At LogicMonitor, we store almost 100 billion metrics a day – more than a million per second. Some of our storage engines consequently have to deal with a lot of disk IO, so we have a heavy reliance on SSDs. Traditionally these have been Intel’s enterprise SSD SATA drives, but recently we’ve been moving onto PCIe SSDs. Which raises the question – why have we been upgrading systems to PCIe SSDs? How did we know it was needed?
As a SaaS-based performance monitoring platform, we can collect a lot of data about our drives and our systems. But we’re only as good as the data we can get from the SSDs and that data isn’t always as comprehensive as we’d like.
With a traditional hard disk, the device utilization (percentage of time the device is not idle – i.e. busy) is a good indication of capacity. If the graph shows the disk is busy 90% of the time, request latency will be increasing, so it’s time to upgrade drives, add more spindles, or move workloads. However, with SSDs, as the iostat man page says:
"... for devices serving requests in parallel, such as RAID arrays and modern SSDs, this number does not reflect their performance limits."
This is because SSDs can deal with multiple requests at the same time – they are often optimized to deal with up to 64 (or more) requests at once, with no appreciable change in latency. The fact that the device is utilized doesn’t mean it can’t do more work at the same time – utilized does not mean at maximum capacity. At least in theory…
For our workload, however, we found that device utilization is a good predictor of SSD performance capacity. For example, looking at the following graphs:
You can see that as the amount of time the drive is busy (device utilization) increased, so did the latency of write requests.
We can make that easier to see by changing the IO Completion time graph (which shows the time for operations to complete including queueing time) to not scale from zero, and not include reads:
Now it is a bit more apparent that when the device is busy, write latency went from an average of around 1.7ms to a sustained value of almost 1.8ms. This seems like a small change, but it’s around a 6% increase in latency.
The absolute change in the number of disk operations is small, as seen below:
Yet it is apparent that even a small change in the number of file operations, when combined with a small change in latency, creates a significant change in the number of operations queued or active in the SSD system (this follows from Little’s law – the number of objects in a queue or being processed is equal to the arrival rate times the processing time):
And for our application, that is enough to increase queuing internally.
This kind of erratic queueing is an indication of overload in our system and means that the IO system is close to not being able to keep up, resulting in growing queues.If left uncorrected, the system would then lag behind the incoming data. That would get our operations team paged in the middle of the night, so it’s something we try to address in advance.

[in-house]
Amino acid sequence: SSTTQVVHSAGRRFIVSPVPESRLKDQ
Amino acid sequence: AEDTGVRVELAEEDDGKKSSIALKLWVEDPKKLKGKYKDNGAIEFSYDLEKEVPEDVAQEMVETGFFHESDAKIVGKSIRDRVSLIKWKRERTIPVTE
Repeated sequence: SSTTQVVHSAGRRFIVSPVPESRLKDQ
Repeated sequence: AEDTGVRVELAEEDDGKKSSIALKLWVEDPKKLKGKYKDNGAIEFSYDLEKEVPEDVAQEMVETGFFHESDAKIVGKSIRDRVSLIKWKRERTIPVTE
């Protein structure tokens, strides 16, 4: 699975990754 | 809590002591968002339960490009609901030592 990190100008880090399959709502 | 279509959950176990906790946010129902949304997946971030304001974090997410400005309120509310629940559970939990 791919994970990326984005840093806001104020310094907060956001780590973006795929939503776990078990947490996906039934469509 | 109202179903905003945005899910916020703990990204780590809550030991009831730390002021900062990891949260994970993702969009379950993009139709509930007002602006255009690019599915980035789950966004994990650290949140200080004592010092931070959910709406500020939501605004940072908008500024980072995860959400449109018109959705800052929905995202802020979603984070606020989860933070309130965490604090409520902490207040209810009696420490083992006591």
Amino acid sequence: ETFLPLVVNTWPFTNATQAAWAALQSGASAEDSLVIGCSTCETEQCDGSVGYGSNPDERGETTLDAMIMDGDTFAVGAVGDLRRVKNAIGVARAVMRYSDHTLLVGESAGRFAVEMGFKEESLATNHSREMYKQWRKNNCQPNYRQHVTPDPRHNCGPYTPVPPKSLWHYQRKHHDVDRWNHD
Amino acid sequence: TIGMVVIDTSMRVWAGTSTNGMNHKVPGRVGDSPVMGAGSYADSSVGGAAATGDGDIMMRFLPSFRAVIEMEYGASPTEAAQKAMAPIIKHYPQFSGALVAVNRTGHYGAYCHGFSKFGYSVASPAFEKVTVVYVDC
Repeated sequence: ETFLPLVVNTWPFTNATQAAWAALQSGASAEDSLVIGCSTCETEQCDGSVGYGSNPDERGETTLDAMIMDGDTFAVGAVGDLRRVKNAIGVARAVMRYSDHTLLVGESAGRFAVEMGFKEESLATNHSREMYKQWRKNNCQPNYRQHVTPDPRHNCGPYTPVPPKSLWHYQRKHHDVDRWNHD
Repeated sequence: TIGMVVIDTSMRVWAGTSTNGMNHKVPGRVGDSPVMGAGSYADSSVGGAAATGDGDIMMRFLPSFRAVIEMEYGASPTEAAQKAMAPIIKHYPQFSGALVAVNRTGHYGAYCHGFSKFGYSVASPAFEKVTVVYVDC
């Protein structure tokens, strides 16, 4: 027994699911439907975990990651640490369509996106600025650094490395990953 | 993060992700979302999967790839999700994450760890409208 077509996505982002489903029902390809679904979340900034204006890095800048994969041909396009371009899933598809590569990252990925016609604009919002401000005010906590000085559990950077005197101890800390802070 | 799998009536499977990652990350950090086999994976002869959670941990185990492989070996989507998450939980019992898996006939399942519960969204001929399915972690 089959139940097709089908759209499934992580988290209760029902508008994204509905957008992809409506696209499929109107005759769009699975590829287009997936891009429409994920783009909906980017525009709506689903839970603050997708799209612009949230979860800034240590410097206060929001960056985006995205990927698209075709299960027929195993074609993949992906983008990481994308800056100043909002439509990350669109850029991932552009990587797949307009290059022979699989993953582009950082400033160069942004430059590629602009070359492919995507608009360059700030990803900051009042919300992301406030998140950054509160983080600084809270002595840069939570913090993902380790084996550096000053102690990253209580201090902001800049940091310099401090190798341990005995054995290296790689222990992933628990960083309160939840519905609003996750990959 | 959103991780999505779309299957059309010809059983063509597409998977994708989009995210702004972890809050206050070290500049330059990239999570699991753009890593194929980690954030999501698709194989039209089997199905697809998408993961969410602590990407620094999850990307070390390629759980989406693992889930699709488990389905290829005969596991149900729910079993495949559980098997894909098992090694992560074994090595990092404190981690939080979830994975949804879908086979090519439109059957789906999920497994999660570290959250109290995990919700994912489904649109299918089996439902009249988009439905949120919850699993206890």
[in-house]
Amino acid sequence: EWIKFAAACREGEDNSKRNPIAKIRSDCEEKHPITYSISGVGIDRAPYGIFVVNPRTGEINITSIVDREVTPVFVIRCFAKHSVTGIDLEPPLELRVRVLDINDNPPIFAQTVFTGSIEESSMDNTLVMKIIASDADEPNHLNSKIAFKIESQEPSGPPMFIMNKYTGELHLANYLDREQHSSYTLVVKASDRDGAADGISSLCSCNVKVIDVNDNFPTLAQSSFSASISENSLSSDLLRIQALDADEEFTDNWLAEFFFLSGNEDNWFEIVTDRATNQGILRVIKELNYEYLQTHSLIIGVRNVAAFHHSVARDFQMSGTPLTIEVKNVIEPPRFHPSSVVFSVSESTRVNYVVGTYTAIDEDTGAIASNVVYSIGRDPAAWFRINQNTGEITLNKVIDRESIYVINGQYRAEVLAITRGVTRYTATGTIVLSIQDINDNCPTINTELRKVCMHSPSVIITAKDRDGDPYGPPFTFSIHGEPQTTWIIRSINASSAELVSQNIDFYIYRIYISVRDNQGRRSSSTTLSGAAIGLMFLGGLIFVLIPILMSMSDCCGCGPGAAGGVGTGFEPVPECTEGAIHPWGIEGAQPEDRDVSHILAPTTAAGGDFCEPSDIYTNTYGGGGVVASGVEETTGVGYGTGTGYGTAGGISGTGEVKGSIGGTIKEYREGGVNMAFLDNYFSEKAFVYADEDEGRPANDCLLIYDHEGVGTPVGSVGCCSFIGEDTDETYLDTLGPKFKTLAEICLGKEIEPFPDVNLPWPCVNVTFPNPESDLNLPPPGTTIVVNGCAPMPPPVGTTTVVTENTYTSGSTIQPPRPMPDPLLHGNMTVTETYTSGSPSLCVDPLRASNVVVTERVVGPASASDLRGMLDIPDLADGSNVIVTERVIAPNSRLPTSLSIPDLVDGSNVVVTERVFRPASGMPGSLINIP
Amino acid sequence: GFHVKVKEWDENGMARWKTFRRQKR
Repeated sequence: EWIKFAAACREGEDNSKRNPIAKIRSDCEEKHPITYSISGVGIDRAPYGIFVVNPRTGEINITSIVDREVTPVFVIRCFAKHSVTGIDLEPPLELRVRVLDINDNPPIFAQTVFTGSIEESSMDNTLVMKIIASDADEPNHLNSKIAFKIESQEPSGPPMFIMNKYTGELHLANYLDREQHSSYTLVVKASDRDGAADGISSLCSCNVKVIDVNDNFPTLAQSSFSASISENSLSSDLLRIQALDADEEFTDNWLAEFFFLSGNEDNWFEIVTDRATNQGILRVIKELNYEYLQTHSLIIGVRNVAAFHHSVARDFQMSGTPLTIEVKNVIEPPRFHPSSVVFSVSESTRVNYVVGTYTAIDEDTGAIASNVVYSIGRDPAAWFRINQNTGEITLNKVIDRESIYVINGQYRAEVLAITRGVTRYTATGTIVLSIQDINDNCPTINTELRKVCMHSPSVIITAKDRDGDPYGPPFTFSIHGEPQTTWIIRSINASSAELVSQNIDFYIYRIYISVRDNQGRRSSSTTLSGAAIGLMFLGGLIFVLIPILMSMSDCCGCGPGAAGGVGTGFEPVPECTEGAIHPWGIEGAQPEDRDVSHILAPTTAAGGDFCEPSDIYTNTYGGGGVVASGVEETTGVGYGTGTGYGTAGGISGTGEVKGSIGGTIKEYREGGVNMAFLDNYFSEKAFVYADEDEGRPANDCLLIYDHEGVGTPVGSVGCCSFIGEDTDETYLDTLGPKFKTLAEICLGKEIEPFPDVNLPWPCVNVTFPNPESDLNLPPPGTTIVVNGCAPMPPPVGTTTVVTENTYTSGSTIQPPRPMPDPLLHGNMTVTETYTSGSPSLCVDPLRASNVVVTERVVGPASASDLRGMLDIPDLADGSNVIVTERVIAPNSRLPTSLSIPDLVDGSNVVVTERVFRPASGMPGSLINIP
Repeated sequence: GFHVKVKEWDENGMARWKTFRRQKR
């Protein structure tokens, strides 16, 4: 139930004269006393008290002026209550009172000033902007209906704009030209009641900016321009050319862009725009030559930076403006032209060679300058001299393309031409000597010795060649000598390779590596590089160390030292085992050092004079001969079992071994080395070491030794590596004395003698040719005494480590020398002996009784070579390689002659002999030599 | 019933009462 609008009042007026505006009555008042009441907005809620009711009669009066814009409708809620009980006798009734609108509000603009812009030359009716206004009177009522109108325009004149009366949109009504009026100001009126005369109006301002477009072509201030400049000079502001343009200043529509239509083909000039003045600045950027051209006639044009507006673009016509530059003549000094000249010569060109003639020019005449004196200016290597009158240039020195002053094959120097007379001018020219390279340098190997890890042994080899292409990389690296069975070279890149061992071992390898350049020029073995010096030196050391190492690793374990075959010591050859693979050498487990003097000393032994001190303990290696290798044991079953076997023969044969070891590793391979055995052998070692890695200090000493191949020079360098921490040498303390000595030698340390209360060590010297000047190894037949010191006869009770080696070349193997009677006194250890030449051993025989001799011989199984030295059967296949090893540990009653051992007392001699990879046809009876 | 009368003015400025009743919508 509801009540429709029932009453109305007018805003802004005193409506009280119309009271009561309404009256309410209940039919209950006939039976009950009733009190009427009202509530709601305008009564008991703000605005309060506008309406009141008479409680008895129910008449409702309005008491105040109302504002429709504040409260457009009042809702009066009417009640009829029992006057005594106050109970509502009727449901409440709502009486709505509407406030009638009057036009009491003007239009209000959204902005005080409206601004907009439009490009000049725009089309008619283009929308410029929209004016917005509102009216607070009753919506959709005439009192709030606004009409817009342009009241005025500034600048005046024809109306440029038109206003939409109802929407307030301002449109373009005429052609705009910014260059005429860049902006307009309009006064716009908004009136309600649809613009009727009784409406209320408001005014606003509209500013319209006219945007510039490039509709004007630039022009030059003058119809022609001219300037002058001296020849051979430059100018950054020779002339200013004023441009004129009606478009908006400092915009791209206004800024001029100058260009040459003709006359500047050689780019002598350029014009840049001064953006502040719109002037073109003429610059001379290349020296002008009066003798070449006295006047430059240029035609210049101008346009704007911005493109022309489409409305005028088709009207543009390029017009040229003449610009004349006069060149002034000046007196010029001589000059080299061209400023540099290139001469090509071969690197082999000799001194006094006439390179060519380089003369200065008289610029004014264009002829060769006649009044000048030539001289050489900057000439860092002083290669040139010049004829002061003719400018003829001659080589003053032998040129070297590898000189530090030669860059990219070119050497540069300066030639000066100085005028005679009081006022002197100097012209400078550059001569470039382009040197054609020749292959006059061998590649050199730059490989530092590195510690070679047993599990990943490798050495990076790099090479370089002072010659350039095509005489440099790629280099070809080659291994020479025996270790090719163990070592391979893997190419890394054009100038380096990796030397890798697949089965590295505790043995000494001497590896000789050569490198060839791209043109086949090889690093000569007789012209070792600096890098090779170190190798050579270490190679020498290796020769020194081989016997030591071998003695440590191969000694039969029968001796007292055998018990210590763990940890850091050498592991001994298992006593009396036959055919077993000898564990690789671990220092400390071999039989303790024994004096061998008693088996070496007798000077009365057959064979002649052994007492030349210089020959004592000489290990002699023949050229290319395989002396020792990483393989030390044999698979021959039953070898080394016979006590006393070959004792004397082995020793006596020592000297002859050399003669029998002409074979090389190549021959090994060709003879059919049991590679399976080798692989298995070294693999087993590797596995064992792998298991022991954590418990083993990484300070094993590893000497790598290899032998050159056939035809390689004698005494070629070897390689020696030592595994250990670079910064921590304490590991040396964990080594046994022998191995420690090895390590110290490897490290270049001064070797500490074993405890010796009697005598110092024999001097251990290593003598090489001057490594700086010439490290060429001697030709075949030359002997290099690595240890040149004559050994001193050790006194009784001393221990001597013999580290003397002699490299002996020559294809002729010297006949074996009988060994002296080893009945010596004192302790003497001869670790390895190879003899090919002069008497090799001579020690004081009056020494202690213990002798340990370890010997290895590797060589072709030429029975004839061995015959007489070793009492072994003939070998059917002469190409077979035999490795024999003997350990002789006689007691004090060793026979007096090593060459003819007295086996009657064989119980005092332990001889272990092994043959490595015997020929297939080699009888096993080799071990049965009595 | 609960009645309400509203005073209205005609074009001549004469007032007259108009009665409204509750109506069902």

In this case, we could have spread the load to more systems, but instead we elected to put in a PCIe SSD.
This dropped the IO completion time by a factor of 100, to 0.02ms for writes, instead of around 2ms as it was previously:
Another interesting note was that the number of writes went from around 10,000 per second, with about 12,000 merged, to 22,000 writes per second and zero merged, with the same workload. With no doubt this is due to the fact that the PCIe nvme disks use the none kernel IO scheduler, instead of the default CFQ scheduler that the SATA SSD’s used. (As I’ve noted before, this is easy to test, and we did test different schedulers for the prior SSDs – but found no detectable difference, so we left it at default.)
A more problematic issue we noted is that the NVME disks reported 100% busy time, and a queue size in the billions, both in LogicMonitor and in IOstat. However, this turned out to be a kernel issue, due to older kernels not using atomic in-flight counters. With the kernel updated, the statistics are being reported correctly.
So will device utilization turn out to be a good predictor of drive performance capacity for PCIe SSDs, or will their ability to deal with requests at the same time mean that we can’t rely on that metric for planning? Well, we are nowhere near 100% for these devices, and we haven’t yet run accurate workload simulations to
this scale – but using FIO, we did find that in order to drive these cards to near 100% (it required many workload threads to be running – but that it also increased latency).
But as always – the best indication of how your systems scale is to monitor the metrics that matter for your systems, as you scale them. Drive utilization is an indicator, but not as meaningful as monitoring custom metrics for your applications (e.g. their own internal queues, or latency, or whatever is appropriate). Make sure your applications expose metrics that matter and your monitoring system is easily extended to capture them. But also keep capturing metrics like device utilization – more data is always better.
Steve Francis is an employee at LogicMonitor.
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